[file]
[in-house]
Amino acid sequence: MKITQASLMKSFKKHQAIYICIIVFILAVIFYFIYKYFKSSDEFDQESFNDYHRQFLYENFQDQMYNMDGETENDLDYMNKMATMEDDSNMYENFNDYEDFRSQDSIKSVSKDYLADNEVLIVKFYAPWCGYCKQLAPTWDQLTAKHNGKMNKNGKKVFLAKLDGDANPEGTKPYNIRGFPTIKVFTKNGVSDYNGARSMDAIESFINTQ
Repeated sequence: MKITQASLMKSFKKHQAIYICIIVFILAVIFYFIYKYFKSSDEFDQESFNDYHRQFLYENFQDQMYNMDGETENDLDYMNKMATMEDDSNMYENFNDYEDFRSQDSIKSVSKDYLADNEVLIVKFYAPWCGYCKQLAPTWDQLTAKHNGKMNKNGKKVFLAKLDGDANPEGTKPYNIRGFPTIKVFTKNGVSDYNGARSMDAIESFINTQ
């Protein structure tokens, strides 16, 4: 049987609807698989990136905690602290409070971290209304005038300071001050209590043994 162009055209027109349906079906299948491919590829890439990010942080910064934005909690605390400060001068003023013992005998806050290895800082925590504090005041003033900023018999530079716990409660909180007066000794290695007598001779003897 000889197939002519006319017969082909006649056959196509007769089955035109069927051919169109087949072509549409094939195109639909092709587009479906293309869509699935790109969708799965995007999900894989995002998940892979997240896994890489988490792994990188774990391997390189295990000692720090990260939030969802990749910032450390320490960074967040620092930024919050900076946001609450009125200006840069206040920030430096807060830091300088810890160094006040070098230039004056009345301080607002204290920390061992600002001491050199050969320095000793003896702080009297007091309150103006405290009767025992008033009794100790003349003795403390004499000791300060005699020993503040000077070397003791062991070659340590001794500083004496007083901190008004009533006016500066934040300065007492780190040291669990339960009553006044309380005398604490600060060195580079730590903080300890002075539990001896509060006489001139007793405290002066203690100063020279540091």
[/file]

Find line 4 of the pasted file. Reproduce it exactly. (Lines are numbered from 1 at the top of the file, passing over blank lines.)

């Protein structure tokens, strides 16, 4: 049987609807698989990136905690602290409070971290209304005038300071001050209590043994 162009055209027109349906079906299948491919590829890439990010942080910064934005909690605390400060001068003023013992005998806050290895800082925590504090005041003033900023018999530079716990409660909180007066000794290695007598001779003897 000889197939002519006319017969082909006649056959196509007769089955035109069927051919169109087949072509549409094939195109639909092709587009479906293309869509699935790109969708799965995007999900894989995002998940892979997240896994890489988490792994990188774990391997390189295990000692720090990260939030969802990749910032450390320490960074967040620092930024919050900076946001609450009125200006840069206040920030430096807060830091300088810890160094006040070098230039004056009345301080607002204290920390061992600002001491050199050969320095000793003896702080009297007091309150103006405290009767025992008033009794100790003349003795403390004499000791300060005699020993503040000077070397003791062991070659340590001794500083004496007083901190008004009533006016500066934040300065007492780190040291669990339960009553006044309380005398604490600060060195580079730590903080300890002075539990001896509060006489001139007793405290002066203690100063020279540091």